We love visuals – just take a look at our Pinterest boards! But we do believe that it would be a mistake to jump straight into talking about visuals when thinking about your brand. Whether you are thinking about branding visuals in-house, or asking an external company to brand you, preparation is key.
What do you want to be known for?
In order to establish depth within your brand, you need to understand your audiences, and the assumptions they may have about you, and your sector. Stereotypes are often dismissed too quickly – they feel lazy and overworked, however they are often the perfect place to start when thinking about your audience – their stereotypes about you, and vice versa! Hold them lightly, and be ready to be proved wrong, but don’t dismiss them! Your audience will judge you on many levels, but we will quickly talk about the main two: the logical response and the emotional response. Firstly, an audience need to understand what you do, and a common mistake when beginning the branding process is to try and communicate this too literally within the logo itself. For example, if you sell clothes you don’t necessarily need to include clothing imagery as part of your logo. A potential customer will want to know what you offer (e.g. outdoor wear, youth fashion etc.) but even that information will most probably be communicated in the shop window display. However, the emotional response, we believe, holds the key. You want to be able to direct your audience about how to feel about you, and around you. Is your audience meant to be having fun around your brand, or are they meant to feel safe and secure? Using the clothing shop analogy once more, a brand that exudes heritage and history should feel very different to a pop-up shop selling party wear.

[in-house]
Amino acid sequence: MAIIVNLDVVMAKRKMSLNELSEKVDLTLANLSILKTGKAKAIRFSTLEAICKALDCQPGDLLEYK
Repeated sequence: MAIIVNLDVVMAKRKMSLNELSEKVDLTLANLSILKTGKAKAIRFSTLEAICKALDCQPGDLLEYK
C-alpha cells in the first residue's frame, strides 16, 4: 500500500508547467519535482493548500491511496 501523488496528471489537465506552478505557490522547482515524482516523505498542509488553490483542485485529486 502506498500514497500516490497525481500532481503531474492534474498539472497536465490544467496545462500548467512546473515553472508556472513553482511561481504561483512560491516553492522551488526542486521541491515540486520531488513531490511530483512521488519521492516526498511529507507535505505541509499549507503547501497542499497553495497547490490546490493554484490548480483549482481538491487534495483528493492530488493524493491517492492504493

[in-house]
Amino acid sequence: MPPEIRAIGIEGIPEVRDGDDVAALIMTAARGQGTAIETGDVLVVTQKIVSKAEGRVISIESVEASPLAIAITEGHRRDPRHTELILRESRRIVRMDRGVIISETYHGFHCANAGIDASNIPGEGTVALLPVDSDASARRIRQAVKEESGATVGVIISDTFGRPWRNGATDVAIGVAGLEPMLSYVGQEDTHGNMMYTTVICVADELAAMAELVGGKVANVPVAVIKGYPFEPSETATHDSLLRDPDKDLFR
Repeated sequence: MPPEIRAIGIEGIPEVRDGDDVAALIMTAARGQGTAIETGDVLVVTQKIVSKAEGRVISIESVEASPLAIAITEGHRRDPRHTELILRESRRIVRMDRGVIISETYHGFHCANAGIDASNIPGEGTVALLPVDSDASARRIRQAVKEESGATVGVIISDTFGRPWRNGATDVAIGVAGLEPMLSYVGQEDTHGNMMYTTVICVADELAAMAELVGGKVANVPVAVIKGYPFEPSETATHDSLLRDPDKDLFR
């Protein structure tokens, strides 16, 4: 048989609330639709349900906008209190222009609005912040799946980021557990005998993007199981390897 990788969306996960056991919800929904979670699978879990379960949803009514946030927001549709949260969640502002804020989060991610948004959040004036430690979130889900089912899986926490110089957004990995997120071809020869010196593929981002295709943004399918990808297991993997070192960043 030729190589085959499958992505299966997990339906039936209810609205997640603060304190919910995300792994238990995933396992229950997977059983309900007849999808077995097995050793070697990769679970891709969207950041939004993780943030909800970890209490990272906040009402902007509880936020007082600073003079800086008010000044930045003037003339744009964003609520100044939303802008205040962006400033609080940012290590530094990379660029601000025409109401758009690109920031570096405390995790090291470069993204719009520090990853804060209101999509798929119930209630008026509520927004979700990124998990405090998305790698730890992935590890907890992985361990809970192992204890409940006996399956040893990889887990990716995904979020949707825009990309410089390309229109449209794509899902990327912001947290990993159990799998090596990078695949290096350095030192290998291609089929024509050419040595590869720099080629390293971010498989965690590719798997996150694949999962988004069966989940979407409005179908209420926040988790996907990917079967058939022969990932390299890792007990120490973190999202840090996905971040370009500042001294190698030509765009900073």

Hiring a designer – branding visuals
Working out how to translate ‘ideal emotional responses’ into visuals is a designers job (they aren’t around just to make everything look pretty!). However, figuring out what those messages are is best done by you! We recommend writing a short list – having too many ‘ideal audience responses’ will dilute your message and confuse your audience – and always remember you can’t be everything to everyone. Selecting 3 ’emotions’ should help create the foundations for a coherent brand that can be used to build trust and understanding with your intended audience. So write a list, and get it checked by a small group of your potential audience. Do your assumptions, and theirs match up? If yes, you’re one step closer to branding visuals! If no, start a deeper conversation with your potential audience about how they see you! This blog post is part of a series about branding, and so we will be talking about audiences even more in the next coming weeks. Would love to hear your thoughts on this process, and hear about what did and didn’t work for you!